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Castro, 52, was well known in the mainly Puerto Rican neighborhood. He played bass guitar in salsa and merengue bands. He gave children rides on his motorcycle and joined others at a candlelight vigil to remember two of the missing girls, neighbors said. They also said they would sometimes see him walking a little girl to a neighborhood playground.

Tito DeJesus, an uncle of Gina DeJesus, played in bands with Castro over the last 20 years. He recalled visiting Castro’s house but never noticed anything out of the ordinary, saying it had very little furniture and was filled with musical instruments.

“I had no clue, no clue whatsoever that this happened,” he said.

Also arrested were Castro’s brothers Pedro, 54, and Onil, 50.

On Tuesday, a sign hung on a fence decorated with dozens of balloons outside the home of DeJesus’ parents read “Welcome Home Gina.” Her aunt Sandra Ruiz said her niece had an emotional reunion with family members.

“Those girls, those women are so strong,” Ruiz said. “What we’ve done in 10 years is nothing compared to what those women have done in 10 years to survive.”

Many of the women’s loved ones and friends had held out hope of seeing them again,

For years, Berry’s mother kept her room exactly as it was, said Tina Miller, a cousin. When magazines addressed to Berry arrived, they were piled in the room alongside presents for birthdays and Christmases she missed. Berry’s mother died in 2006.

Just over a month ago, Miller attended a vigil marking the 10th anniversary of Berry’s disappearance.

Over the past decade or so, investigators twice dug up backyards looking for Berry and continued to receive tips about her and DeJesus every few months, even in recent years. The disappearance of the two girls was profiled on TV’s “America’s Most Wanted” in 2005. Few leads ever came in about Knight.

Knight vanished at age 20 in 2002. Berry disappeared at 16 in 2003, when she called her sister to say she was getting a ride home from her job at a Burger King. About a year later, DeJesus vanished at 14 on her way home from school.

Jessica Aponce, 24, said she walked home with DeJesus the day the teenager disappeared.

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“She called her mom and told her mom she was on her way home and that’s the last time I seen her,” Aponce said. “I just can’t wait to see her. I’m just so happy she’s alive. It’s been so many years that everybody thinking she was dead.”

Elizabeth Smart and Jaycee Dugard, who were held captive by abductors at a young age, said they were elated by the women’s rescue.

“We need to have constant vigilance, constantly keep our eyes open and ears open because miracles do happen,” Smart said on ABC’s “Good Morning America.”

* AP,  May 7, 2013

David Ranta spent 22 years in prison for a murder he didn’t commit — and now the Brooklyn dad is struggling to adapt to the fast-paced world of 2013.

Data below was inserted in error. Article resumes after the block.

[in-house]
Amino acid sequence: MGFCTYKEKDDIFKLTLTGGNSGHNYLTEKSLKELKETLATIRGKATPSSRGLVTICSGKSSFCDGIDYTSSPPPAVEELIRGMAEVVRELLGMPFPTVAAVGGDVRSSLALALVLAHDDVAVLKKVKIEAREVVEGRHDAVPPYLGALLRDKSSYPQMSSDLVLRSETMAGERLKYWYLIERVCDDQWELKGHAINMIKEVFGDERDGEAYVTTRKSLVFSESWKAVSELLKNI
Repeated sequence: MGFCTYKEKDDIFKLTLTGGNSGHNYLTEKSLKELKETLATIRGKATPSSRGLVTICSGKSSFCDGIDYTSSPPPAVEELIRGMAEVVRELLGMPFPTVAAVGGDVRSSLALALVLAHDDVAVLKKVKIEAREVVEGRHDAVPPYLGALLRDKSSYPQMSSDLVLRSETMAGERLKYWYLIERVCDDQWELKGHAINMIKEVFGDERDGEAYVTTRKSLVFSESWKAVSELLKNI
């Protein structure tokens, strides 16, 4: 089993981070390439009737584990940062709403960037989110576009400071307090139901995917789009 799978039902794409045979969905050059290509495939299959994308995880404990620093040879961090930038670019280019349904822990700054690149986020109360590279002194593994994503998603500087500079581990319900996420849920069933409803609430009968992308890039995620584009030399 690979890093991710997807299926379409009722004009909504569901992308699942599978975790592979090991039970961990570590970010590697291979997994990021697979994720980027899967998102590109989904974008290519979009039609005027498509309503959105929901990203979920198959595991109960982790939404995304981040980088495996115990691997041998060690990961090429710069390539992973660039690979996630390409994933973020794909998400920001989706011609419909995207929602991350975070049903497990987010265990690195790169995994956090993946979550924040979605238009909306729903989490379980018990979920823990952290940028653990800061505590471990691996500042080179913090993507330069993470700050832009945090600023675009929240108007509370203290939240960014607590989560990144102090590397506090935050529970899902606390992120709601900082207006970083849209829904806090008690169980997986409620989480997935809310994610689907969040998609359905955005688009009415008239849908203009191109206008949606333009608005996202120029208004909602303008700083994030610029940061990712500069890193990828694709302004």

“I feel like I’ve been dropped onto another planet — everything has changed, and everything that I’ve known is gone,’’ said Ranta, 58, who will file a notice of claim today of his $150 million lawsuit against the city.

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BIG ERROR: David Ranta is led away in handcuffs after his false arrest for a rabbi’s murder in 1990.

“The first time I ate at a restaurant and used their restroom, I couldn’t figure out how to use the sink; it was one of those automatic motion-sensor faucets,’’ Ranta told The Post. “I had to get someone to show me what to do, and I felt embarrassed.”

Ranta, who was convicted of killing a prominent rabbi when cops convinced witnesses to make a false identification, said he has had trouble adjusting to life on the outside.

“To tell you the truth, mentally I still fell like I’m in prison,’’ he said. “You can’t just flip a switch and say, ‘Hey, you’re free; go enjoy the time you have left.’ ”

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NIGHTMARE: David Ranta (right, yesterday), who was falsely convicted of killing Brooklyn Rabbi Chaskel Werzberger (left), is now struggling to adjust to life outside prison.

Ranta was arrested for allegedly gunning down Rabbi Chaskel Werzberger on Aug. 8, 1990. He was convicted in 1991 and sentenced to 37 years.

Werzberger was shot in the head during a botched robbery of a jewelry courier in Williamsburg, and several witnesses, including the courier, initially fingered Ranta as the shooter.

Ranta, an out-of-work painter, fit the description — a tall, blond man. But there was no physical evidence linking him to the crime.

After his conviction, Ranta tried several times to appeal, to no avail.

His attempts to clear his name included a 1996 hearing during which a woman said her late, coke-addled husband, a known stick-up artist, had killed Werzberger.

But lead detective Louis Scarcella — who knew the husband, Joseph Astin, and even admitted that he had been a prime suspect — never showed Astin’s photo to witnesses. Still, the judge sided with prosecutors during the hearing and dismissed Ranta’s claim.

The break for Ranta came in 2011, when Brooklyn DA Charles Hynes put Ranta’s case before a special review panel. Too many witnesses were recanting on their own.

The courier said cops told him to pick Ranta out of a lineup. Other witnesses admitted that they were either coached or told to lie by NYPD cops.